The combination of the “correct” triterpenoid, the “correct” spacer and rhodamine B (RhoB) seems to be decisive for the ability of the conjugate to accumulate in mitochondria. So far, several triterpenoid rhodamine B conjugates have been prepared and screened for their cytotoxic activity. To obtain cytotoxic compounds with EC50 values in a low nano-molar range combined with good tumor/non-tumor selectivity, the Rho B unit has to be attached via an amine spacer to the terpenoid skeleton. To avoid spirolactamization, secondary amines have to be used. First results indicate that a homopiperazinyl spacer is superior to a piperazinyl spacer. Hybrids derived from maslinic acid or tormentic acid are superior to those from oleanolic, ursolic, glycyrrhetinic or euscaphic acid. Thus, a tormentic acid-derived RhoB conjugate 32, holding a homopiperazinyl spacer can be regarded, at present, as the most promising candidate for further biological studies.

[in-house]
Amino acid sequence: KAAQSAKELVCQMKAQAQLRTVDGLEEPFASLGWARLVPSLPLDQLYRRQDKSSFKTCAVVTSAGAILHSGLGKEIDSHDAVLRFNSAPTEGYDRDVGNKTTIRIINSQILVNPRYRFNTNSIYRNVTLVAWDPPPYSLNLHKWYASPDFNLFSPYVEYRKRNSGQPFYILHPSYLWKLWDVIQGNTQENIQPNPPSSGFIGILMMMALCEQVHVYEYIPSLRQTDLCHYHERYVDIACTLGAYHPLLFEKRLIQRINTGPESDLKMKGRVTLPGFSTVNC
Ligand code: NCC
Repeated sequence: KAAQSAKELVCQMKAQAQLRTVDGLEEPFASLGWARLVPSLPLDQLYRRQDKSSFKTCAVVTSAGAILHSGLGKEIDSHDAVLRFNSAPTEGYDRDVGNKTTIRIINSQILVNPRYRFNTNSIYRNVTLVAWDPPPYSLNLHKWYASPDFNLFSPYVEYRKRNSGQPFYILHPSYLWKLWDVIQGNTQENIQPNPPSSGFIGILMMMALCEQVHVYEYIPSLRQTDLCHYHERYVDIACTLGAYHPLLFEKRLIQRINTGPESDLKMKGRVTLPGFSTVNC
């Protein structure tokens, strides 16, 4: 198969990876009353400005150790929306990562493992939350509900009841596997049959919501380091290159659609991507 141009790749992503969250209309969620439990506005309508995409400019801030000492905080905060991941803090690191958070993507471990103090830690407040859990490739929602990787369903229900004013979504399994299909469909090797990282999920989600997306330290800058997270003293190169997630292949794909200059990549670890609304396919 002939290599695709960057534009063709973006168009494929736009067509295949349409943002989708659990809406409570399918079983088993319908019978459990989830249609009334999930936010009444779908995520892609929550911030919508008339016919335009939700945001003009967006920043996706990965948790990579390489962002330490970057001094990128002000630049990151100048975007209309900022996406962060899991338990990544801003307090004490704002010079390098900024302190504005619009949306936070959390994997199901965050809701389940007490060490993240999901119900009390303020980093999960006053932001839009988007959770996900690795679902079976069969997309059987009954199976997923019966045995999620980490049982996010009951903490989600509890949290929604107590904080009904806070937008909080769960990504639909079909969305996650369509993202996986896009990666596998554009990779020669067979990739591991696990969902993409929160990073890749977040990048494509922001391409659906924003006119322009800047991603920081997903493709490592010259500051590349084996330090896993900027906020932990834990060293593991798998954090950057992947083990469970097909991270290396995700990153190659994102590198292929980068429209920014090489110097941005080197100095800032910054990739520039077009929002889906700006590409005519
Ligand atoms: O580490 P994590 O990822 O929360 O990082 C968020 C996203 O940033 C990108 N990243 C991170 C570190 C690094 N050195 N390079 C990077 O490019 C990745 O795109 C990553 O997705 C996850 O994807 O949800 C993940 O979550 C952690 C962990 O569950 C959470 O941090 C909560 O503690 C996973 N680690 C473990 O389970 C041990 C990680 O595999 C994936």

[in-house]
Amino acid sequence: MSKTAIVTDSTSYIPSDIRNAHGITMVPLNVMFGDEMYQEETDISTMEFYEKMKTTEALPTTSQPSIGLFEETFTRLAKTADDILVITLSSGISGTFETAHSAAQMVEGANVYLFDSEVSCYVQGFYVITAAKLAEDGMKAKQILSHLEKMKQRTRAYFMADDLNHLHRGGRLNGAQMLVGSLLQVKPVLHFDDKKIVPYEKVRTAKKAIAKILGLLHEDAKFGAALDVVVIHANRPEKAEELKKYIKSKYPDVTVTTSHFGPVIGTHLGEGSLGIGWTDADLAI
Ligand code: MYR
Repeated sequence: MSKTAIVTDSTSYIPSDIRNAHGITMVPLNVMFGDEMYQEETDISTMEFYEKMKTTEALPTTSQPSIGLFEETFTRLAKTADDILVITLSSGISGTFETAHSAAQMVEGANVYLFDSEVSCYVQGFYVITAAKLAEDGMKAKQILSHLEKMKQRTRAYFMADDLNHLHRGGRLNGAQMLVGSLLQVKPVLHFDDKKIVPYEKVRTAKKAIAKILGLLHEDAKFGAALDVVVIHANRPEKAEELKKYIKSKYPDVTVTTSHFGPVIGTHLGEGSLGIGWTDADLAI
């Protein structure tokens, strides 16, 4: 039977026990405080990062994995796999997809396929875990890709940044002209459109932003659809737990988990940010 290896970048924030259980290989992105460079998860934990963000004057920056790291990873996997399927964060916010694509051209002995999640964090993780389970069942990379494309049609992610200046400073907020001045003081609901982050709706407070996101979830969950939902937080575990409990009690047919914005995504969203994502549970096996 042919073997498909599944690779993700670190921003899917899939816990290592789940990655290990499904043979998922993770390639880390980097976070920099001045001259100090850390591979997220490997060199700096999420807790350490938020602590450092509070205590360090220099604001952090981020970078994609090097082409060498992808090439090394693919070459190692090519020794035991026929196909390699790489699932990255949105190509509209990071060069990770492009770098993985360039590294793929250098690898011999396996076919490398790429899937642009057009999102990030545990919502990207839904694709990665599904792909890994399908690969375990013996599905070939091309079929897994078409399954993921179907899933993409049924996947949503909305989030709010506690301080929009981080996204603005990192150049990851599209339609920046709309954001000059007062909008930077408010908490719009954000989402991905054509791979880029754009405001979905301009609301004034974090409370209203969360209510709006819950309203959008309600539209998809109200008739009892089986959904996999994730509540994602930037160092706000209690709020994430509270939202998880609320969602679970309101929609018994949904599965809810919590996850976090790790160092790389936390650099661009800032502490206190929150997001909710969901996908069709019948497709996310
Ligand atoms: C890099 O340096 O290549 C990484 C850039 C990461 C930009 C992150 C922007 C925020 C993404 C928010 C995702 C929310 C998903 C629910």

Mitochondrial membranes of malignant cells hold an increased membrane potential compared to non–malignant cells. This effect fosters the accumulation of cationic molecules, hence inducing high selectivity for mitocans holding a (more or less) lipophilic cation such as a rhodamine scaffold. The same effect applies for triphenylphosphonium cations and to a small extent for quaternary ammonium ions, zwitterionic N-oxides and triterpenes substituted with BODIPYs or a safirinium moiety . To date, hybrid molecules have been prepared from oleanolic acid (OA, Figure 2), ursolic acid (UA), glycyrrhetinic acid (GA), betulinic acid (BA), maslinic acid (MA), augustic acid (AU), 11-keto-β-boswellic acid (KBA), asiatic acid (AA), tormentic acid (TA) and euscaphic acid (EA). OA-derived RhoB conjugates appear to be superior to analog UA-derived compounds in the majority of cases with respect to their cytotoxicity. Although AKBA-derived derivatives have good cytotoxicity properties, they were found to be less cytotoxic compared to other triterpene carboxylic acid derivatives, but they often showed better tumor cell/non-tumor cell selectivity. So far, the best cytotoxicity properties have been found for MA-, EA- and TA-derived derivatives. These allowed the transition to compounds of nano-molar activity, while many other triterpene carboxylic acid derivatives were cytotoxic only on a micro-molar concentration range. MA- derived derivatives seem to be approximately equivalent to EA-derived compounds. They are currently only surpassed in many tumor cell lines only by the analogous derivatives from TA. From results available so far, it can be concluded that compounds holding a homopiperazinyl spacer are superior to those with a piperazinyl spacer. This underlines the importance of the spacer for obtaining good cytotoxicity properties. (Molecules. 2020 Nov; 25(22): 5443.)